“I gave up!,” said a medical worker who just quit his job at a public hospital in Ho Chi Minh City’s Thu Duc city.
“The work has been overloaded for years, especially during the two years of the COVID-19 pandemic. I feel sorry for myself,” the man, who wished to remain anonymous, was quoted by the Viet Nam News daily as saying.
More than 1,200 km away from Ho Chi Minh City, doctor P., a senior physician of the Vietnam-Cuba Friendship Hospital in Dong Hoi city, Quang Tri province, was also considering resigning from his job. “I will probably quit my job to open my own clinic. So, I can earn better income while the job is less stressful,” said doctor P.
The two above-mentioned cases are not particular phenomena. According to official statistics, some 40,000 public employees or 2 percent of the whole system’s payroll quit their jobs in the period from January 2020 to June 2022. The figures were approximately 16,400 in the education sector and 12,100 in the health sector. Mass resignation occurred mostly in localities with advantageous socio-economic conditions, especially those having large industrial parks and export processing zones like Ho Chi Minh City, Dong Nai, Hanoi, Binh Duong, Ba Ria-Vung Tau, Long An and Can Tho. Meanwhile, in less developed areas such as the Northwestern region and Central Highlands, there are few public employees quitting their jobs. In Ho Chi Minh City alone, nearly 6,700 public employees, including 2,500 teachers and education administrators and 2,000 health workers, resigned over the last two and a half years.
|Despite their heavy workload, medical workers’ salaries remain unsatisfactory__Photo: Nguyen Dung/VNA
Why do public employees quit their jobs?
Addressing a plenary meeting of the National Assembly during its ongoing year-end session, Minister of Home Affairs Pham Thi Thanh Tra pointed out several reasons behind the situation of which pressure of work, especially during the COVID-19 pandemic, unsatisfactory pay, and lack of career opportunities can be cited as the most prominent ones.
Let’s take the health and education sectors as examples. Since the outbreak of the COVID-19 pandemic, health workers turned to be the frontline force in disease prevention and control. When the number of new cases increased, the work intensity became extremely hard, especially for health workers in crowded localities like Ho Chi Minh City and several southern provinces. In addition, medical staffs had to work in dangerous conditions, with a high risk of contracting the disease, and in some cases it can be life-threatening. This had deeply affected the psychology and working motivation of health workers. As for the education sector, the pandemic placed the whole system under the pressure of immediately changing the working method from in-person to online, requiring sustained efforts of teachers and education administrators to adapt themselves and help their students get used to online teaching and learning.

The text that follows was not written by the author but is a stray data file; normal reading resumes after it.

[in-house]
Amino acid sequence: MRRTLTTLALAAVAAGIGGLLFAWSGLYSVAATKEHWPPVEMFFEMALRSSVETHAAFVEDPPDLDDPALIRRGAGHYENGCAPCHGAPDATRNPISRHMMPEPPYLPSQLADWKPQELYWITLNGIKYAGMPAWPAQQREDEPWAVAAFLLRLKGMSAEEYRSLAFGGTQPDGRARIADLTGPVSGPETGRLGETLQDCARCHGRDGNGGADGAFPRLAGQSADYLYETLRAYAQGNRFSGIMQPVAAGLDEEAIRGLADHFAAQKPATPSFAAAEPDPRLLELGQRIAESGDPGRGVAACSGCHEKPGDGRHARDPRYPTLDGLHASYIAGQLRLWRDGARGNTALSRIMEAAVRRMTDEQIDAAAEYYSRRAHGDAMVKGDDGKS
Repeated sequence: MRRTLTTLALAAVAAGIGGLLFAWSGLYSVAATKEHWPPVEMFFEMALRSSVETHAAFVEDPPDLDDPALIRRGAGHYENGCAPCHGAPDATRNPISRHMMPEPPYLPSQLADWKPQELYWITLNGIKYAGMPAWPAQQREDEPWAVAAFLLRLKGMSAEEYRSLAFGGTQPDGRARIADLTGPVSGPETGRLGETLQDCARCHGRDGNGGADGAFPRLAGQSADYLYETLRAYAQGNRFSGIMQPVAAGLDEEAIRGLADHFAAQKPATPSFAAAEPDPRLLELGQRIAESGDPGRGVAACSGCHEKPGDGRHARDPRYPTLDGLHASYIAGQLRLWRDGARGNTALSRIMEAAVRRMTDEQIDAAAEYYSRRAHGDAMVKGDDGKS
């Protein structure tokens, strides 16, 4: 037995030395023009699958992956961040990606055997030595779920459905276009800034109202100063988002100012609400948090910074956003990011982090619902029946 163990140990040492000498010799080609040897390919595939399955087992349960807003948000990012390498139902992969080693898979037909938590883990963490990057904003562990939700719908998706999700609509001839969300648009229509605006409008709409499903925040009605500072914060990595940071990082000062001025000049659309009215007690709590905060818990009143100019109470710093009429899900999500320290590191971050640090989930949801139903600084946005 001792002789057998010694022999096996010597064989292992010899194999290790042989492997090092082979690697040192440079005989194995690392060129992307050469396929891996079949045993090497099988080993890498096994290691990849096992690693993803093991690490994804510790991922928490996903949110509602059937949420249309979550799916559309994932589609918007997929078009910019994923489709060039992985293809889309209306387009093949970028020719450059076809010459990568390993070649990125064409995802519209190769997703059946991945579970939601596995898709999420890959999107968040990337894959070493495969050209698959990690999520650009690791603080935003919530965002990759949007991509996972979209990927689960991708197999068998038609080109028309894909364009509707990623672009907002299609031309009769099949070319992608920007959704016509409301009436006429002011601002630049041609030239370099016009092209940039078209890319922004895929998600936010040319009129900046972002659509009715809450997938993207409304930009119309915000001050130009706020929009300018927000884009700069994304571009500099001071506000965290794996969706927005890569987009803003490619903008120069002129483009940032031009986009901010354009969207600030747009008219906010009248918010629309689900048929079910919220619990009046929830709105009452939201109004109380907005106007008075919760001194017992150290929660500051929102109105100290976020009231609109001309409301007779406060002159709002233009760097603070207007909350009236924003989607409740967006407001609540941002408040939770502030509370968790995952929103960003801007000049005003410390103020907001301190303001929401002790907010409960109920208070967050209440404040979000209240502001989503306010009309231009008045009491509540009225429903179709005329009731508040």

However, despite the work pressure, the salaries and allowances seem unsatisfactory. According to a report recently submitted by the Vietnam Health Trade Union to the Vietnam General Confederation of Labor, a medical graduate, if choosing to work for a public medical establishment, will receive nearly VND 4.9 million (USD 200) per month. The amount consists of a salary of approximately VND 3.5 million (140 USD) and an allowance of VND 1.4 million (USD 56 USD), equaling 40 percent of the salary, exclusive of the compulsory social insurance and health insurance premiums. Meanwhile, private hospitals’ staffs are often entitled to a pay triple or quadruple, or even five or six times in some places higher than the income of their colleagues in public hospitals.